Monday, 15 March 2010

Effective Civil Disobediance

I promised Gregg a post on the subject of effective civil disobediance. We both think that the LPUK needs to choose its battles carefully.

Which laws deserve to be broken and which ones upheld?

There is also the question of "should the law be broken publicly or privately?"

In Nick Hogan's case, I don't know the specifics of the "mass light up" he organised. Did he invite the media? Shop himself to the authorities? [EDIT: Nick expected to be fined and expected to be able to pay.]

Refusing to pay the fine was definitely an act of civil disobediance. [EDIT: Apparently not! The judge just gave insufficient time for Nick to pay the fine.] Is it one that the public would support?

I'm guessing that it might be very popular with some and very unpopular with others. Is that a good thing or a bad thing at this stage of the game?

In the end, his fine was paid by well-wishers on the blogosphere. I'm sure that Nick had no desire to spend the full six months inside to make a political point so I'm just glad he's not in prison.

Should we put the freedom to smoke in pubs at the top of our agenda or are there other more pressing issues?

So far, I've just asked questions. No definte answers yet. I'd be pleased to read some helpful comments on this topic to help clarify the issue.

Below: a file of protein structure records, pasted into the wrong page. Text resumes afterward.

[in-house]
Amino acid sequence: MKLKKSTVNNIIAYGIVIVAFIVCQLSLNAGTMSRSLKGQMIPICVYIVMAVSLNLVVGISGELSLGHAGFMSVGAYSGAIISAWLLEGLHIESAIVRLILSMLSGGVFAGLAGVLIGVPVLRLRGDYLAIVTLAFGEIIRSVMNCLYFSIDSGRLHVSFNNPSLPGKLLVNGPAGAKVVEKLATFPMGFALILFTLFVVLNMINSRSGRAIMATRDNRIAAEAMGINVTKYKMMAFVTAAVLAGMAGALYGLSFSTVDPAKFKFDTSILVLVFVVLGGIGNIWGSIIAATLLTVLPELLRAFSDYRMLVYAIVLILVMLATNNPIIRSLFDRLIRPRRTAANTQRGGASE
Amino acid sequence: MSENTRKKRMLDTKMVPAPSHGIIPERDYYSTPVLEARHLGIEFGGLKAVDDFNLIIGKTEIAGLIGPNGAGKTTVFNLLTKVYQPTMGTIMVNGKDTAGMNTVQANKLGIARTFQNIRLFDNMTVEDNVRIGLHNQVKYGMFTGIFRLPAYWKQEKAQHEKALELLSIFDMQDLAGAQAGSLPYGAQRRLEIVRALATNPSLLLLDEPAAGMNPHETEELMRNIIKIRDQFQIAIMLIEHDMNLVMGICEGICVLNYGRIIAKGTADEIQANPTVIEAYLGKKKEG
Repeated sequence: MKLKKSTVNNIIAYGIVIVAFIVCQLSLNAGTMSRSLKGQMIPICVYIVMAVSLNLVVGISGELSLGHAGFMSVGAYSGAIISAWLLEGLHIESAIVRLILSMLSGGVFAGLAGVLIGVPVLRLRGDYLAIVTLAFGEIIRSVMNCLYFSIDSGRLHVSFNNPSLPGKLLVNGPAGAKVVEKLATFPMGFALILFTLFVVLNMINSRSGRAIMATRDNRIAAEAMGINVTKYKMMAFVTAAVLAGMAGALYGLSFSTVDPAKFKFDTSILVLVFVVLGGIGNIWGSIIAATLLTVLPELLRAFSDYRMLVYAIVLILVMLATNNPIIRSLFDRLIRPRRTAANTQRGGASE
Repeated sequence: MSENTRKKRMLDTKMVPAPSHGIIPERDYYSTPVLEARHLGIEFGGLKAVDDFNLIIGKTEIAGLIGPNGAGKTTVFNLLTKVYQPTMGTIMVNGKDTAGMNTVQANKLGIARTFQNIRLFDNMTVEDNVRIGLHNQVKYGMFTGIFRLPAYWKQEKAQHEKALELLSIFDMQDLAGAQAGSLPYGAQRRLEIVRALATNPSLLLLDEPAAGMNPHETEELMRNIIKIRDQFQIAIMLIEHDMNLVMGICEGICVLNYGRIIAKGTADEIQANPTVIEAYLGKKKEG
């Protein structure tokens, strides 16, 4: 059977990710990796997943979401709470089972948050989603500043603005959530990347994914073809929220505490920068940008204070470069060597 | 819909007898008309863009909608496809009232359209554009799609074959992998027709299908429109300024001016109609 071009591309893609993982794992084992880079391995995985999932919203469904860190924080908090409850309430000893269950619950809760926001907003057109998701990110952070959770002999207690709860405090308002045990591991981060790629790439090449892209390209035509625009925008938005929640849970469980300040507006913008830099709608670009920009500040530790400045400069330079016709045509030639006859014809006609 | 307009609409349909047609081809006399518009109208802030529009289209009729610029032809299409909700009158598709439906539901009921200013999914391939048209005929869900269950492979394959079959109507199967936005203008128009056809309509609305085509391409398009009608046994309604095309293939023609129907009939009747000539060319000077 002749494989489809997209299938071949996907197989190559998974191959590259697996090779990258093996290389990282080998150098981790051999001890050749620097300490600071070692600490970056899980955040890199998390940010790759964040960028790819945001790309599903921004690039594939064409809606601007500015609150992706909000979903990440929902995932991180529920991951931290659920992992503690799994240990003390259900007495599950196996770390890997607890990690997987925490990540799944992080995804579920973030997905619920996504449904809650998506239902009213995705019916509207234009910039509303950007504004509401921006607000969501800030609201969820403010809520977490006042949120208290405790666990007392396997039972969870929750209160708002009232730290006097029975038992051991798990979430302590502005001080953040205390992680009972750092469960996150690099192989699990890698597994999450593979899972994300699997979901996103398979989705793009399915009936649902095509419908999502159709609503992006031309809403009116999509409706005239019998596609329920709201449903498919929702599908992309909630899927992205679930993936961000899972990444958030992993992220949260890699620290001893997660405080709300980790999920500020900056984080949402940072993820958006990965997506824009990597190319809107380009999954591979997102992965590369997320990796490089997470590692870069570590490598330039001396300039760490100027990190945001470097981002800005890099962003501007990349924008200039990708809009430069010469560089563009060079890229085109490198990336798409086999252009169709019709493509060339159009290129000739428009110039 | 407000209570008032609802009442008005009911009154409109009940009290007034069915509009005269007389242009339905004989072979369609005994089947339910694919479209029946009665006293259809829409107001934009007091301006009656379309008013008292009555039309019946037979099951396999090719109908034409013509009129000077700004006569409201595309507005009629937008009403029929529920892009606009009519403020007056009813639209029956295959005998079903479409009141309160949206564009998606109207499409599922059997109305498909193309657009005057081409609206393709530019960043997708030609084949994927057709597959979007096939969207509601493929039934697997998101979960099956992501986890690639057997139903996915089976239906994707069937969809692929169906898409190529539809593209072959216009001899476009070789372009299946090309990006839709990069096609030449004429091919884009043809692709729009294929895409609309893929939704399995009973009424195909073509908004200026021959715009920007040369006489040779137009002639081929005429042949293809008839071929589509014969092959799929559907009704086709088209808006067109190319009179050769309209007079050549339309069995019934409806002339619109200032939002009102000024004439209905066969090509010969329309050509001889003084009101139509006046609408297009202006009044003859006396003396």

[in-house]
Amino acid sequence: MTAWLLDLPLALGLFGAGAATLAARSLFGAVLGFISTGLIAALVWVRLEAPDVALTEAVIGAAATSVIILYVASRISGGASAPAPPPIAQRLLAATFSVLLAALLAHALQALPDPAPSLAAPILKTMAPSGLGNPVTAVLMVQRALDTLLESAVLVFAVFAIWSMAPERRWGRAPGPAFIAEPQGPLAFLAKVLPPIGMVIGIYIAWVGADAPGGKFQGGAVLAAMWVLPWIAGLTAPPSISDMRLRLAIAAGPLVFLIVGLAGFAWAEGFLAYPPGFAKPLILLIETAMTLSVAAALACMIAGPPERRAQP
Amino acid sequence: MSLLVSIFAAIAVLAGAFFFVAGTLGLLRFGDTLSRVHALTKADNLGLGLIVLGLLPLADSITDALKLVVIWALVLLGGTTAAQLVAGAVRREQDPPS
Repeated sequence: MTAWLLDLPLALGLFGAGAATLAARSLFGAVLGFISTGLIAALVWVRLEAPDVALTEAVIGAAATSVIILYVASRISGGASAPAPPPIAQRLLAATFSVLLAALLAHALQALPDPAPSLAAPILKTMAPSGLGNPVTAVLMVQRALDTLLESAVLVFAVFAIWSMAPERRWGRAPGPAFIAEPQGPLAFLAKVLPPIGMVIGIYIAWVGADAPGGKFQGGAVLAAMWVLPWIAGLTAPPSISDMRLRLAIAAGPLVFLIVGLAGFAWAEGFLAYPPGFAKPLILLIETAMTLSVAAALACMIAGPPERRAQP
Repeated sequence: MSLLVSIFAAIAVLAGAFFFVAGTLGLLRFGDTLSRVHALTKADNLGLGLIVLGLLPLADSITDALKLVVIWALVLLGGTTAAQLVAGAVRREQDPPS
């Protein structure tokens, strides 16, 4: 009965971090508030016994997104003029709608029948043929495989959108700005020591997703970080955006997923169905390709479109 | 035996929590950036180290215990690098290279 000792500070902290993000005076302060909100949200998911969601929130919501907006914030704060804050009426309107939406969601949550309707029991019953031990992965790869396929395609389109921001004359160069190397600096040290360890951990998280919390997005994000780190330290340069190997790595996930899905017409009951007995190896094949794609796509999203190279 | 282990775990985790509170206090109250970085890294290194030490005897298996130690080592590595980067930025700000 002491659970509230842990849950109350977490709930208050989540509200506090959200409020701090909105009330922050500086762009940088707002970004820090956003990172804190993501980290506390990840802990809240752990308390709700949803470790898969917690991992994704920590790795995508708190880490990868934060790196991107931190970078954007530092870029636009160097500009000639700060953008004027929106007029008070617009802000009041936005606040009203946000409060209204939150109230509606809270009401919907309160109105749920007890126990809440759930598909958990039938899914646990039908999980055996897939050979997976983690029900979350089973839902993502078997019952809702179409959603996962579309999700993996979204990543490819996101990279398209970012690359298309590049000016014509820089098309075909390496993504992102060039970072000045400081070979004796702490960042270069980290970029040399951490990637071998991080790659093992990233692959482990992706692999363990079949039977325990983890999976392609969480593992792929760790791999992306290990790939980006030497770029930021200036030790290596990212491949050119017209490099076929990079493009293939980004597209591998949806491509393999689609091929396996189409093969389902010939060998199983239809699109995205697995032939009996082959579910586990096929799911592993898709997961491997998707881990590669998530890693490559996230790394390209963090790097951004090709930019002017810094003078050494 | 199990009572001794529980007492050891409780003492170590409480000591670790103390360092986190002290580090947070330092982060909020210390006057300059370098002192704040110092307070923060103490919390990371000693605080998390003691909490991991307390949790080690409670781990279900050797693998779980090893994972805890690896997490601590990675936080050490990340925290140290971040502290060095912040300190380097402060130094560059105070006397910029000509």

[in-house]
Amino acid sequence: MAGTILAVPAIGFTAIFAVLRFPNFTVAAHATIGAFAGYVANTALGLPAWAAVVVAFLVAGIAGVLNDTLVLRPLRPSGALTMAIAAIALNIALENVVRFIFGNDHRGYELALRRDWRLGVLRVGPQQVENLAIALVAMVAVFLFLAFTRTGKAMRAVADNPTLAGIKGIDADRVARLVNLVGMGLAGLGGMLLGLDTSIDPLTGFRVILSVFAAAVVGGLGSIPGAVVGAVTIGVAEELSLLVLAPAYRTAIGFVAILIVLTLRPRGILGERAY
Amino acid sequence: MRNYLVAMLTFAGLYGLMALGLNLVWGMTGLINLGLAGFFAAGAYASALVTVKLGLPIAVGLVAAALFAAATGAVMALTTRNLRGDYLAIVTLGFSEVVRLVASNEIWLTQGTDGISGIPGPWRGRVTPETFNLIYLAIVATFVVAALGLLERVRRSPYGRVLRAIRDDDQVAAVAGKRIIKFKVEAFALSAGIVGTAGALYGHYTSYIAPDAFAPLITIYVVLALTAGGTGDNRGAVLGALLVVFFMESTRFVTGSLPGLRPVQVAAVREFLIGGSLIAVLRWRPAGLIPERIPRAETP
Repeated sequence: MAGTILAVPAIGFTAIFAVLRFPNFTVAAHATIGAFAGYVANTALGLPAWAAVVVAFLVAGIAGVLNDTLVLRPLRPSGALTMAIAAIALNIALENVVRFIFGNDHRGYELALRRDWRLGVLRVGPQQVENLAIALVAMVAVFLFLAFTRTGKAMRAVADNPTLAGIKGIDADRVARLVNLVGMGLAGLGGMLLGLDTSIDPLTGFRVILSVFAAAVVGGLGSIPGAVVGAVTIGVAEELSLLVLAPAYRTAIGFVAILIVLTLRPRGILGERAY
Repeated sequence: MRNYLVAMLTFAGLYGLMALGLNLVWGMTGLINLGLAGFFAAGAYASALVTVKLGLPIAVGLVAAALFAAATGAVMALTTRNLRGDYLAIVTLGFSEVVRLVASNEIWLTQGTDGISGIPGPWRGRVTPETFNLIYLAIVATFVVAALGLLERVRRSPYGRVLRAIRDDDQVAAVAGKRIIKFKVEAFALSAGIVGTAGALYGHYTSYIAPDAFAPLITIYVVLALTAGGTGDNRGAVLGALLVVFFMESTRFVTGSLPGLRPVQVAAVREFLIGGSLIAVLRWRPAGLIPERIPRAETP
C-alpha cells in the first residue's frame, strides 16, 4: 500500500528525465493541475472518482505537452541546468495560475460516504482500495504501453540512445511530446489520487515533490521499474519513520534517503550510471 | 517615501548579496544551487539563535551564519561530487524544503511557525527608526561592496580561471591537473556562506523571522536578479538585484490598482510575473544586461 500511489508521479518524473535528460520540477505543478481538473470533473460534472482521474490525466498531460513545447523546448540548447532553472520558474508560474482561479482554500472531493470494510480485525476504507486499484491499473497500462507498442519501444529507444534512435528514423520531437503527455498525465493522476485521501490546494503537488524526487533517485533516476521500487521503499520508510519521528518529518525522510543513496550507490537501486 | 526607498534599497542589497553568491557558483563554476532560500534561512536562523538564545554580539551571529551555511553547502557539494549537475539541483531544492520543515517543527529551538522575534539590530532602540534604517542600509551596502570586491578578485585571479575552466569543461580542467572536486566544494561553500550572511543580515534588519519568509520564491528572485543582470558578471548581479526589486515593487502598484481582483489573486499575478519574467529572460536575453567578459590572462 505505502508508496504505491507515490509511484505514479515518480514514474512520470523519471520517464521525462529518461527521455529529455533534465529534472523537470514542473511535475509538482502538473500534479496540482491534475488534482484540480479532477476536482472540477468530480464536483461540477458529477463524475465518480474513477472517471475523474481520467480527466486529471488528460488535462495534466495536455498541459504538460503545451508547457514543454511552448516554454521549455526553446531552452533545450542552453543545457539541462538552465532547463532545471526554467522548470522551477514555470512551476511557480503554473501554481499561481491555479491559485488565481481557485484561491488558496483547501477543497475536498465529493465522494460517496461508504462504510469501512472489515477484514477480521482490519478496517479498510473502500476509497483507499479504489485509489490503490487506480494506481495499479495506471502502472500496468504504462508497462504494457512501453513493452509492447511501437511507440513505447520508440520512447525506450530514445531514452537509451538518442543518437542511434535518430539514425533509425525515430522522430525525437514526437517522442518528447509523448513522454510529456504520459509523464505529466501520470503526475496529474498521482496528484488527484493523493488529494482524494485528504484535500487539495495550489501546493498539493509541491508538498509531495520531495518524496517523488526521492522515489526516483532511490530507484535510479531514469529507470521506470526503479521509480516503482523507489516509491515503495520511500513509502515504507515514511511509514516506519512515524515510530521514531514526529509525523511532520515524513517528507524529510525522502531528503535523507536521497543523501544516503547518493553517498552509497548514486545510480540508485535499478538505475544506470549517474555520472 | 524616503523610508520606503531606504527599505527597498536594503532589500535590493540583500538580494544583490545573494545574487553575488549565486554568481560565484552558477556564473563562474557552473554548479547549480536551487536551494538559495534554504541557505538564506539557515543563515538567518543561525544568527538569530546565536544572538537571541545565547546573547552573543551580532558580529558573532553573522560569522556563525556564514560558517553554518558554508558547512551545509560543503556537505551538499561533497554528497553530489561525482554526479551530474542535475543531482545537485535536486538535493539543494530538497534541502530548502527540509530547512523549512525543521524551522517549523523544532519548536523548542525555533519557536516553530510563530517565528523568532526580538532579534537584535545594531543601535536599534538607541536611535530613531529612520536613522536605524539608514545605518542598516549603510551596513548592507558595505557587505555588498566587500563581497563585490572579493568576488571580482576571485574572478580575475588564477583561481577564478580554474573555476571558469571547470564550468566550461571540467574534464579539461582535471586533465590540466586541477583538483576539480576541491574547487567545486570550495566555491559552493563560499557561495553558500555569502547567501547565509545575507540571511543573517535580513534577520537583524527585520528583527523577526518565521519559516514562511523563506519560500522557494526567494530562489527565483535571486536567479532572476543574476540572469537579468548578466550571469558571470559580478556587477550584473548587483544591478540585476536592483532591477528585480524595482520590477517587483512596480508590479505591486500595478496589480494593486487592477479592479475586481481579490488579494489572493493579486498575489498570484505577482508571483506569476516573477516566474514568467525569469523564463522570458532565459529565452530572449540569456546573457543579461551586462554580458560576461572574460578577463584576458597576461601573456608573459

UPDATE: Thanks to Guthrum for filling in the blanks.


Guthrum said...

This is a bit more complicated than it first appears. Nick Hogan deliberately chose to broke the Law and was prepared to pay the financial consequences. Unfortunately the Financial consequences where punative and in line with a Government directive to Magistrates that anybody campaigning against or making public statements against the smoking ban would be jailed for up to six months.

Hogan went to Court having already already paid part of the fine to ask for time to pay. He did not refuse to pay, he simply said he needed more time.

Government diktat demanded that public protest should be rewarded with a jail sentence.

I am a reformed smoker, but this is a civil liberties issue not a smoking issue, the Government should not be interfering with an independent judiciary otherwise we are back to the 18th Century sedition trials for opposing Government policy.

For me this was a deserving shot across the bows to an overweening State and worthy of our support.

sound money man said...

Thanks Guthrum.

So he was expected to cough up £3,000 fine + £6,000 legal coasts all at once?

That fact needs underlining. The MSM just said he "couldn't afford" the fine.

No wonder!